Sourced from TheStreet
You have social media profiles, but not you’re sure if they reflect a strong personal brand. It OK. Here’s how to get them up to speed in 30 minutes.
ou’re ready to make a career move-maybe you’re looking for a new job, launching a side business, or eyeing a promotion. In all of these instances, boosting your personal brand can help you achieve your goal.
That’s because a strong personal brand is a carefully designed message that’s compelling and attracts the right people. It helps you stand out for who you are and what you do best.
You’re probably nodding along, because you already know all of this. You don’t need to be convinced how valuable personal branding is: What’s holding you back is the time commitment.
That’s why you have a LinkedIn Profile, even though you haven’t updated it since you set it up. After all, who can devote hours each week on top of working or job searching? Well, believe it or not, 30 minutes is all you need to take your efforts to the next level. Here’s how to spend them:
Minutes 1-10: Evaluate What Makes You Stand Out
The first thing you want to do is perform a self-assessment. This step is often overlooked, but it’ll be super helpful as you find your voice in a sea of professionals with similar experience.
- What are you passionate about? You want to think about what excites you, and what things you truly enjoy doing.
- What are your core beliefs? This is important because it’s like a mission statement. It’ll help you relay your personal approach to getting things done.
- What are your top four strengths? This’ll help you share what you do better than anyone else, to set you apart from the competition.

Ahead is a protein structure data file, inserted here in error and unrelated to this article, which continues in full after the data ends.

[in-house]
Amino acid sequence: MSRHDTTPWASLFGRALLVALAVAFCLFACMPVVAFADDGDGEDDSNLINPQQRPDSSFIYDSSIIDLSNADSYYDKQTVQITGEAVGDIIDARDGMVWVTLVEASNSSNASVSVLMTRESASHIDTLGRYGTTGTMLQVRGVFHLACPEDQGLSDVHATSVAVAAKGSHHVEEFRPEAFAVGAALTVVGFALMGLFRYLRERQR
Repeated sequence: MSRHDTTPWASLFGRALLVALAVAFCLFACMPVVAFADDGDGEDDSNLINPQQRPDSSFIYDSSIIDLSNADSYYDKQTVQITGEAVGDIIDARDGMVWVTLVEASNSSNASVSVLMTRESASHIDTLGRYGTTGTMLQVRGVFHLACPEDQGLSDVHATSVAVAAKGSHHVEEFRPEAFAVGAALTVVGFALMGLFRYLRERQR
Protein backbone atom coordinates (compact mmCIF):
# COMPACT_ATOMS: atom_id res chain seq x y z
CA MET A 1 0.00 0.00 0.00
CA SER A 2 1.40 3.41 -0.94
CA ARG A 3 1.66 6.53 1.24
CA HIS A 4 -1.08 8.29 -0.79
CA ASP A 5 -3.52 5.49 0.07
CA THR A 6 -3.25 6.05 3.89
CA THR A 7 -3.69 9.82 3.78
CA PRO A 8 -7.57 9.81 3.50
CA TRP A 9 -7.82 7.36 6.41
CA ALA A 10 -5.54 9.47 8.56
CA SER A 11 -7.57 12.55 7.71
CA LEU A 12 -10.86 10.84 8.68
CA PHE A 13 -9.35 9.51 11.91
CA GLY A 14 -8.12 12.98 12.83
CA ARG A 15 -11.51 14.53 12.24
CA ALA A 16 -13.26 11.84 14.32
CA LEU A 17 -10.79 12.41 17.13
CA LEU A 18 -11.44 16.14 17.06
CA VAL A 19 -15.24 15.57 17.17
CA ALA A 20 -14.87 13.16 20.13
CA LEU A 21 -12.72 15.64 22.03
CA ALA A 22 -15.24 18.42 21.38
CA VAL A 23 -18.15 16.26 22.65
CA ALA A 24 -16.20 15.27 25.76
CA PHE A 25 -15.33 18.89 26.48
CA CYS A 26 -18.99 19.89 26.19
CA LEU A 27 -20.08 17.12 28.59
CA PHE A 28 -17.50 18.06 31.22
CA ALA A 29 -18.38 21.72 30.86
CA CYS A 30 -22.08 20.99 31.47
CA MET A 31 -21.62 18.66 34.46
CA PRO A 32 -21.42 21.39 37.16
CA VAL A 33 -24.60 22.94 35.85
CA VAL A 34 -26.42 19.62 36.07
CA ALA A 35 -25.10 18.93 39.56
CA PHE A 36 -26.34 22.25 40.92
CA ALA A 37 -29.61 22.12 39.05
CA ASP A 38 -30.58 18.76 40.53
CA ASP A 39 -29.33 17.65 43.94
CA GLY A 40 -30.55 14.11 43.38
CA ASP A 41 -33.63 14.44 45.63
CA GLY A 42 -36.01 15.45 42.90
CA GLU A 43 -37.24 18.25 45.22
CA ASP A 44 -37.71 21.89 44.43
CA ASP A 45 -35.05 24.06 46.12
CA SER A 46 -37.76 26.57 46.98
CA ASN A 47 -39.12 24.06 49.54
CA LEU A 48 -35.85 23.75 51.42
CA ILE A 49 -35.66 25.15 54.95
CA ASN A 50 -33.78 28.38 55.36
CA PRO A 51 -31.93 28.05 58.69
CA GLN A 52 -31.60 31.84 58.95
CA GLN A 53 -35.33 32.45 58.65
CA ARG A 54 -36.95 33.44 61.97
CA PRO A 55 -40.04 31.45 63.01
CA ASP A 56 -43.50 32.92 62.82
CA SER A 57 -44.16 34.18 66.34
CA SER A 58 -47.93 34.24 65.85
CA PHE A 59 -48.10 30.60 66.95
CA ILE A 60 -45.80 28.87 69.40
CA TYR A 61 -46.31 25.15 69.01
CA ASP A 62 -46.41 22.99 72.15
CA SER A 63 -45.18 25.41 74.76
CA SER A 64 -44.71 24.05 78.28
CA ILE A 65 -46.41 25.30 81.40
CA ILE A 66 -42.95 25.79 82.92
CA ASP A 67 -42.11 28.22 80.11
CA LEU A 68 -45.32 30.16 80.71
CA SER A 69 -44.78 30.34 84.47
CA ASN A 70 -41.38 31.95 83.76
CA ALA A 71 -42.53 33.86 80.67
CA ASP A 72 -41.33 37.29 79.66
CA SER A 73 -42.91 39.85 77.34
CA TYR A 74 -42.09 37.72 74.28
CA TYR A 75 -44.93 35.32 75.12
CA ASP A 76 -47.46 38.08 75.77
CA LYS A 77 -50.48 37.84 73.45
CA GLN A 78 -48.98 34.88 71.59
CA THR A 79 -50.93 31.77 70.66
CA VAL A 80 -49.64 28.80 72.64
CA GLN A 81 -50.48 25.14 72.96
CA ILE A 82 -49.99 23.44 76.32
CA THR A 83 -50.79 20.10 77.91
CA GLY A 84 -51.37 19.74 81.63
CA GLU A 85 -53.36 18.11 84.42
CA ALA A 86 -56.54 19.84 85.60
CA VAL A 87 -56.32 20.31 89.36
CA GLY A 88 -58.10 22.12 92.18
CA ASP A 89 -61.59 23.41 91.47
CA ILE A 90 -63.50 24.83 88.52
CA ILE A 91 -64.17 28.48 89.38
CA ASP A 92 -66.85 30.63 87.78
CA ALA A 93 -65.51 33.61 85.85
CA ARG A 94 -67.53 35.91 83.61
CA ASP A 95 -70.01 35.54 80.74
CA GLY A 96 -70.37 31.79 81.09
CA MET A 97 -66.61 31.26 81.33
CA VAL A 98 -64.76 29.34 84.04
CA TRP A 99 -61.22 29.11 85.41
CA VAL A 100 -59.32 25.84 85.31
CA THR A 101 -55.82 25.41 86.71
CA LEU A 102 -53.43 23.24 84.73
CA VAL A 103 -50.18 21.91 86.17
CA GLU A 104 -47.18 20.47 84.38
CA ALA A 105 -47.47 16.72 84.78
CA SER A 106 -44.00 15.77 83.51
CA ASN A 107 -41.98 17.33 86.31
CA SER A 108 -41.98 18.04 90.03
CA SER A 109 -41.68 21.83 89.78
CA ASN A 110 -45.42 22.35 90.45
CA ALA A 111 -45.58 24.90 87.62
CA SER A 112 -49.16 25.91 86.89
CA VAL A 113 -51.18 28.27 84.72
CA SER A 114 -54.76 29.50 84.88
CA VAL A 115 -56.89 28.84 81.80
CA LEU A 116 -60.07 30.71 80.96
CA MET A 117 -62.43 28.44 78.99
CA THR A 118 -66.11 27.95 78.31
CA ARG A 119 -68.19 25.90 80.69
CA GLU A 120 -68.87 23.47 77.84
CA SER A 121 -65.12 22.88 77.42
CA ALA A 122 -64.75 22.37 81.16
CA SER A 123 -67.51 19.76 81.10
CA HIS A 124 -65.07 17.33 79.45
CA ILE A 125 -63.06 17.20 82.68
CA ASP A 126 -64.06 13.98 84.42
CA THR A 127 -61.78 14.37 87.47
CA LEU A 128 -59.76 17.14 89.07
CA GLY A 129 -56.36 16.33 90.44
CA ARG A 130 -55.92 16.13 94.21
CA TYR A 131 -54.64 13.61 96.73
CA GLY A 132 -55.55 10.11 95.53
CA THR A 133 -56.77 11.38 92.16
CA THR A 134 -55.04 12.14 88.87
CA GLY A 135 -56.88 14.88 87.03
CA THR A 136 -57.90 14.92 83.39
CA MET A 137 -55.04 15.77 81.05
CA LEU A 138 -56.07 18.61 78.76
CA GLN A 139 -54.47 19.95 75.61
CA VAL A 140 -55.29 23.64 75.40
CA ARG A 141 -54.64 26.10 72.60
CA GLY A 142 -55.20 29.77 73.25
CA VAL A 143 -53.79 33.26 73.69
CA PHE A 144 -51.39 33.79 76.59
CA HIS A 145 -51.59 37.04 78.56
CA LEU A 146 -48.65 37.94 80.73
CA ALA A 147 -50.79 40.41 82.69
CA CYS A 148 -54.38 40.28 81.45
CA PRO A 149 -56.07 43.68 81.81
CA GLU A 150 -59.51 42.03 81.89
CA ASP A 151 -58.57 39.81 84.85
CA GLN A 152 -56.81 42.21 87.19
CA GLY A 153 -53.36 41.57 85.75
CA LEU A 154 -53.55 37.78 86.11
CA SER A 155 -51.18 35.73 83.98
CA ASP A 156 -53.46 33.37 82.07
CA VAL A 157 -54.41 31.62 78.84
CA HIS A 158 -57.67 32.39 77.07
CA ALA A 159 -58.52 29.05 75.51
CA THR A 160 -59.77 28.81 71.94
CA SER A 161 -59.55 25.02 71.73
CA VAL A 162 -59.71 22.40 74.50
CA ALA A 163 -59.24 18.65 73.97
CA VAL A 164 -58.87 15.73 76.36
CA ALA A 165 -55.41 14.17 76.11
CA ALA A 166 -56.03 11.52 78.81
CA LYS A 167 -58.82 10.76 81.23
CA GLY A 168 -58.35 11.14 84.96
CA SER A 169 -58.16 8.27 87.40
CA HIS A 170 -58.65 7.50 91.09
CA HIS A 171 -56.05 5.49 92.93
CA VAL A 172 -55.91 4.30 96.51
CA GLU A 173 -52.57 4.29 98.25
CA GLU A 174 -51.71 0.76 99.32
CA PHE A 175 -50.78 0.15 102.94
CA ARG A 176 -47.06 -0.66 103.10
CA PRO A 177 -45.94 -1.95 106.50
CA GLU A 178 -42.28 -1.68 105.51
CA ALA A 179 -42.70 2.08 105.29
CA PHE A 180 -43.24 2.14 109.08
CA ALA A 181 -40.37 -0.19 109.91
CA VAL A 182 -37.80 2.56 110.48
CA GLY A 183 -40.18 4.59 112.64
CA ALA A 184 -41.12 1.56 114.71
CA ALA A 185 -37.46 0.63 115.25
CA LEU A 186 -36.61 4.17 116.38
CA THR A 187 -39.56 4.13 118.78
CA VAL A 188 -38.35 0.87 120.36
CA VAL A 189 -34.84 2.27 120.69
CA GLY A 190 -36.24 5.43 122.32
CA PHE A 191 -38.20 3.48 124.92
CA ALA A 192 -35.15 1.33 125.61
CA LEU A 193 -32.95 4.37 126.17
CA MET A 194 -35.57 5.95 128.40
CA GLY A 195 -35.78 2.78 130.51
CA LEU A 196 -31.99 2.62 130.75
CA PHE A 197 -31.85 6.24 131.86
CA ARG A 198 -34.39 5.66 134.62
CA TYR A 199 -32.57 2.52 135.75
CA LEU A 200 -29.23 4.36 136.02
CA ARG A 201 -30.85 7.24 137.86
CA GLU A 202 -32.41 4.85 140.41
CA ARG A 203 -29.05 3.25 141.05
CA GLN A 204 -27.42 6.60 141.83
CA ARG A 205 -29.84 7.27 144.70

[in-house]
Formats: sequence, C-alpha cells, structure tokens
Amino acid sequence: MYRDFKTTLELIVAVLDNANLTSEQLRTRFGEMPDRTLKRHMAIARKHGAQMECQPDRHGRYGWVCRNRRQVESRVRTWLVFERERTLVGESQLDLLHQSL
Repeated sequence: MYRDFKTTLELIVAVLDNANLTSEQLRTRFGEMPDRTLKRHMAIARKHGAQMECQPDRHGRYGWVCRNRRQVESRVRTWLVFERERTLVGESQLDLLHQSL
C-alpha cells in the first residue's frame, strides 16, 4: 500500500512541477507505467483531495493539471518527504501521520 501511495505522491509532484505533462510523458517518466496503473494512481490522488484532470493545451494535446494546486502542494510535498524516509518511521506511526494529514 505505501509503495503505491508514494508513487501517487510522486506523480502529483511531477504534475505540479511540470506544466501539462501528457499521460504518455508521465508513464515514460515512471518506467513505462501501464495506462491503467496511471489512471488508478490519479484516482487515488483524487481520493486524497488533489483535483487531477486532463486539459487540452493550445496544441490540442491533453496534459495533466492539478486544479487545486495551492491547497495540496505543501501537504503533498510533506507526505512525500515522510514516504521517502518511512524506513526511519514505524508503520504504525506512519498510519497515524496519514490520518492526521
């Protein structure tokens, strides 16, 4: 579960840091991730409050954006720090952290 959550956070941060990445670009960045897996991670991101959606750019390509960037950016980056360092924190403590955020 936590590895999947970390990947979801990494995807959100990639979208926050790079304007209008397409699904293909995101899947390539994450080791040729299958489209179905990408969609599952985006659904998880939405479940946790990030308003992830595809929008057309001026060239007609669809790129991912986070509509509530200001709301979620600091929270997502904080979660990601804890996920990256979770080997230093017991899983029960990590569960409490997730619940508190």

- Are you a good leader or a good doer-or both? This is good to know because it’s a way to identify and highlight the kind of roles that complement your strengths.
- What do others say about you? Ask around! You may have strengths you’re unaware of, or talents you need to put more emphasis on so people know they exist.
To be clear, I don’t expect you to answer these questions with witty taglines. This exercise is to help you target your branding efforts. So, answer the question(s) that inspire you by jotting down notes, and honestly writing what comes to mind.
Minutes 10-20: Compare That to What You Already Have
Now that you’ve done some reflection on what you want to say, it’s time to see how it stacks up against what’s already out there.
If someone were to read your LinkedIn profile, tweets, or personal website, would they see messaging that points them toward the answers you came up with?
So, you want to look for things that shout what you do. On LinkedIn, that means moving beyond filling out the basics and adding links to media, writing posts, and getting endorsements for skills. On your website, that might mean building a portfolio. On Twitter, it’s about not just following influencers, but composing tweets, too.
Truth talk: Personal branding isn’t a “set it and forget it” kind of thing. Once you’ve figured out what you want your message to be and how you can share it more effectively, you’re going to need to start posting-consistently.
- Monday: Make (or update) a list of people you’d like to engage with more (a former manager) or simply connect with (an industry influencer).
- Tuesday: Reach out to someone from that list. If it’s someone you’re reconnecting with, try one of these ideas. If it’s a stranger, you can test out this Twitter trick, or, if you’re brave, just send a cold LinkedIn invite using these templates.
- Wednesday: Spend time looking for industry-related articles in publications popular in your field and share one. Or, alternatively, comment on someone else’s post (or at a minimum, share it).
- Thursday: Make (or update) your list of improvements you’d like to make to your online presence. Break it down into baby steps. For example, you wouldn’t write, “Build personal site.” You’d write, “Look into site designers” and “write copy for personal site bio.”
- Friday: Spend today looking yesterday’s list and knocking just one thing off.